Cherub

cherub
"He even appreciates some of my taller tales, but not nearly as much as he loves his video games."

My grandson skitters around the floor at my feet. We were talking about going for a hike, but thunder snow moved in before we could get clear of the door. We went out in the backyard to play for a spell, but he just wanted to throw snowballs at me. Fortunately, he's a lousy shot. I fired back until my hands went numb, he taunting me from the deck above, me feeling like so much cannon fodder far below. I finally begged off the excursion and we came back inside where he took up with his new StarWars set, a Lego toy that, much to his continuing delight, shoots little light blue projectiles. He's been flying the Millennium Falcon around the house for a couple of hours now, with no sign of exhaustion yet.

Of course he's a little angel, though not nearly as little or as angelic as he was just a couple of years ago.
Now, when tiredness, boredom, or hunger overtakes him, he's apt to show an underlying meanness, eyes hardly slits. As I confided to my son this morning, six year olds haven't quite grasped the concept or practice of remorse yet. They seem perfectly capable of exhibiting both the lightest as well as the darkest of hearts. He's learning every minute of every day, and learning necessarily involves making mistakes like steadfastly refusing to admit that he's ever made a mistake.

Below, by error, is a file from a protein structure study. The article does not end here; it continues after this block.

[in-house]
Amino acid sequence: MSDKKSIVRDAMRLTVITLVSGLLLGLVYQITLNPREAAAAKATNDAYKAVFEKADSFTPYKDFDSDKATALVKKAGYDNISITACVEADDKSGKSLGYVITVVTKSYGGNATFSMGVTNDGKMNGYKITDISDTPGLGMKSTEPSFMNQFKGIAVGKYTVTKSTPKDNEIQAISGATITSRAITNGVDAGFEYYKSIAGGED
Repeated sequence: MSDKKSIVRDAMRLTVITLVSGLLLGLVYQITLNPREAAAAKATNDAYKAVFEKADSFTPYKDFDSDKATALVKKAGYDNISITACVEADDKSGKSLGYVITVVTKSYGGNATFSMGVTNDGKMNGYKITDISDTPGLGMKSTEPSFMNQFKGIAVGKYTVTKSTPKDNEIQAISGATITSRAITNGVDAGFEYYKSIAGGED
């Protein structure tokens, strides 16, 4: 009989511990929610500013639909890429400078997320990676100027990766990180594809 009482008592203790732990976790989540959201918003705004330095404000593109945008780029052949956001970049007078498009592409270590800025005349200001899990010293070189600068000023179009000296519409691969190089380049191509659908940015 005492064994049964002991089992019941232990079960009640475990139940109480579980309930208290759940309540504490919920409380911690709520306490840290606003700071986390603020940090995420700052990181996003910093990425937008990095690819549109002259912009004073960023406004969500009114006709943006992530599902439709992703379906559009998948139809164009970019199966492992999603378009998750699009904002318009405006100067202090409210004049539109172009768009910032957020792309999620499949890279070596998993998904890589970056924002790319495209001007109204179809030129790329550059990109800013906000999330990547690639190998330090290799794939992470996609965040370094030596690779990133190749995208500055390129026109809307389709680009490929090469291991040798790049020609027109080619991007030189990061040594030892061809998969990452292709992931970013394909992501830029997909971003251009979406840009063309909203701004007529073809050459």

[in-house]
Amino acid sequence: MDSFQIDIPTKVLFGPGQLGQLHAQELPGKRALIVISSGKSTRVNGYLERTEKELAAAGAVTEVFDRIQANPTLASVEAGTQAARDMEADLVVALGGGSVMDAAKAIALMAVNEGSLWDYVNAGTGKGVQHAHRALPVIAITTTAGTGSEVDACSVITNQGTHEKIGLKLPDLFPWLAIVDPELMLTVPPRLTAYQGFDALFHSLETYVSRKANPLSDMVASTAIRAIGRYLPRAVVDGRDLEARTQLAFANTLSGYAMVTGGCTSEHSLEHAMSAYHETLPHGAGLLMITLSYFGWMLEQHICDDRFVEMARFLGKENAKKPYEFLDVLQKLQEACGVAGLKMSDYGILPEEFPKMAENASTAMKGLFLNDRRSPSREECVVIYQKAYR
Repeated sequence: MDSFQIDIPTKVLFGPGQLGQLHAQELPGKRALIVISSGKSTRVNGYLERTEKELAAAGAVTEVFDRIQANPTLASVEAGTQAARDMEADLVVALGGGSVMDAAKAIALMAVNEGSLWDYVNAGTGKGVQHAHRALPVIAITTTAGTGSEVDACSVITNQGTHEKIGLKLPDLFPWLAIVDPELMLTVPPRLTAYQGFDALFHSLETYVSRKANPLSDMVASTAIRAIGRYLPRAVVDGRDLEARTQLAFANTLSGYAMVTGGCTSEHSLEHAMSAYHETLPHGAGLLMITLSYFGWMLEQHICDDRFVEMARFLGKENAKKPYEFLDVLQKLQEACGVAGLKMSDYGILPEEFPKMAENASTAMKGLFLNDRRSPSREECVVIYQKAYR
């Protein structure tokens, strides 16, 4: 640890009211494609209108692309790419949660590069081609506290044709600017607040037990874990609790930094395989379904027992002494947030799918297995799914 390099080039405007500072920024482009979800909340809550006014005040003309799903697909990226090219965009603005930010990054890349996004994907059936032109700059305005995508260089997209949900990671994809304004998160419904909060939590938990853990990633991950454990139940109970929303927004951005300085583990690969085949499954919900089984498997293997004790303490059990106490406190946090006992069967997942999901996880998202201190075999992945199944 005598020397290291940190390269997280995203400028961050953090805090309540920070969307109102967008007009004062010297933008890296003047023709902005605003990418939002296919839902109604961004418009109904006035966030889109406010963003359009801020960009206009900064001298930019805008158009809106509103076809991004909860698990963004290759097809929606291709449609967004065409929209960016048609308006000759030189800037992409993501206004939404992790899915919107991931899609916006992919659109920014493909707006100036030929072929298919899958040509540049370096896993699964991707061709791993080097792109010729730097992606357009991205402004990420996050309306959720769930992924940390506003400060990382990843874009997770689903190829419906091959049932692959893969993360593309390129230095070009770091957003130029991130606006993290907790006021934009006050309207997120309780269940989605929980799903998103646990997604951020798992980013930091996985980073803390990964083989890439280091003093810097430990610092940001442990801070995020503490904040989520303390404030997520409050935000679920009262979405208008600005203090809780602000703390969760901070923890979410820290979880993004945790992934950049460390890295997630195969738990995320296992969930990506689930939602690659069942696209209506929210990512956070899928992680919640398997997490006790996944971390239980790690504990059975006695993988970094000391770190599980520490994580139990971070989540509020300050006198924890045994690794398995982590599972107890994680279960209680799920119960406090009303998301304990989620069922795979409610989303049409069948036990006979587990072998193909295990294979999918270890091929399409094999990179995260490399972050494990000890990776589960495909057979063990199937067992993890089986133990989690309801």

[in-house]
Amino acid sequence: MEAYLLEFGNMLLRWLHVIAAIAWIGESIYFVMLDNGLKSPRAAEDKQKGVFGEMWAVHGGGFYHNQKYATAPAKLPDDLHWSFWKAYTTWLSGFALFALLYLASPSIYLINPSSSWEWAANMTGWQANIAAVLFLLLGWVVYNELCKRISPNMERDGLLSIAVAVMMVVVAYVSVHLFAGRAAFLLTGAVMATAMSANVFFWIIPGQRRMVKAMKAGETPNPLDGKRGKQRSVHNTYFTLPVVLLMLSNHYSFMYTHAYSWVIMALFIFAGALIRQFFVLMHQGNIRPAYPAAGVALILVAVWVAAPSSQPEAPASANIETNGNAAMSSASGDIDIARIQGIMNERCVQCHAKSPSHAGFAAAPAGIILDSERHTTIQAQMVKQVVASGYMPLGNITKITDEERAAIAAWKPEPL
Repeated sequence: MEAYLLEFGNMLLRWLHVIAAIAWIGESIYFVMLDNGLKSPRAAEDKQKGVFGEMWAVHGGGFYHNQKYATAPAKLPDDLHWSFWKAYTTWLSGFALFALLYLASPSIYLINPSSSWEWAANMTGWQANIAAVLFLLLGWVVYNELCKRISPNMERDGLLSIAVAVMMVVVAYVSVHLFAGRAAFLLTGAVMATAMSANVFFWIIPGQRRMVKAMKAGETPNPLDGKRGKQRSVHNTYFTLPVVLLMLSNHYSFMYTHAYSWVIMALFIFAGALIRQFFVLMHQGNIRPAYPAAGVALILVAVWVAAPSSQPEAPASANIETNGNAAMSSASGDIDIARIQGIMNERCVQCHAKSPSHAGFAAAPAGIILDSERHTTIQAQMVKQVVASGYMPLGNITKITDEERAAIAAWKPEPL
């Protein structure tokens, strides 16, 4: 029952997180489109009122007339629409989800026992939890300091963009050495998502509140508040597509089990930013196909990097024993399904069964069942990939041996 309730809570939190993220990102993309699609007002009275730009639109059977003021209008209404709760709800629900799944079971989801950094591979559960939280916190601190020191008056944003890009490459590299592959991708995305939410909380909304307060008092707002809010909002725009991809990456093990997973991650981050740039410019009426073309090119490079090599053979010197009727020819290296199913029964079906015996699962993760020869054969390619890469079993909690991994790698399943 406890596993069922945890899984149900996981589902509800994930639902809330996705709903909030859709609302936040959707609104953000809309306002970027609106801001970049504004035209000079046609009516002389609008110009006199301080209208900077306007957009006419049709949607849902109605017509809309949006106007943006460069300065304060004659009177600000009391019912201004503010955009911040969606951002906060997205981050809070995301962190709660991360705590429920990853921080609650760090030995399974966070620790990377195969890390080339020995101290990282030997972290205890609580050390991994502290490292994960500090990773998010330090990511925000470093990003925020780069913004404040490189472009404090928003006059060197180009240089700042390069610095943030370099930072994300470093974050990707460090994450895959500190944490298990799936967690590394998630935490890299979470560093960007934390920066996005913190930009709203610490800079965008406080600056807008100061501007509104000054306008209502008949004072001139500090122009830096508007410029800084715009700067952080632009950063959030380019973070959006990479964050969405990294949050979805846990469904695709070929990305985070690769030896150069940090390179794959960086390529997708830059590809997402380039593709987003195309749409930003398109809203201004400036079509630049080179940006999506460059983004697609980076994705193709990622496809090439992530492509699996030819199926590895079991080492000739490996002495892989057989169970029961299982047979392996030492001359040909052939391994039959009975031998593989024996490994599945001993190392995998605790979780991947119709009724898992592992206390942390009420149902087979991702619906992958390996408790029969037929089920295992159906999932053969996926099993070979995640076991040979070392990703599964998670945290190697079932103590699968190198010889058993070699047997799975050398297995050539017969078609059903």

I struggle to remember myself at his age, but I could swear I was never nearly as headstrong as he seems to be. He might be smarter than I was at that age, though he possesses a different kind of smarts than I have any experience with. He's mechanical. I'm not. I asked for his counsel when mending a sled yesterday and though he admitted to no experience mending with duct tape, he quickly caught on to what needed doing and managed to smooth the tape without tangling it up like I usually do. The snow wasn't quite as sled-able as he'd presumed and had the neighbor kids not shown up to lend better sleds, there's really no telling where his temper might have propelled him.

He's absolutely enthralled by his tablet and the games he plays. He could easily be placed in suspended animation for the next millennia or so had his dad not maintained very strict usage rules. Even then, the little guy almost boils over whenever he's timed out on the machine. We try to distract him then, but he's growing increasingly on to our game and mostly immune to it now. He lives in a truly fantastic world, one largely of his own construction. His certainties astound and sometimes offend me. I'm of an age now where I rarely take sleights from a six year old very seriously. By the end of the day, he's usually gone all cherubic again however devilish he became before. He likes my mac and cheese, which buys him a lot around my house. He even appreciates some of my taller tales, but not nearly as much as he loves his video games.

©2018 by David A. Schmaltz - all rights reserved









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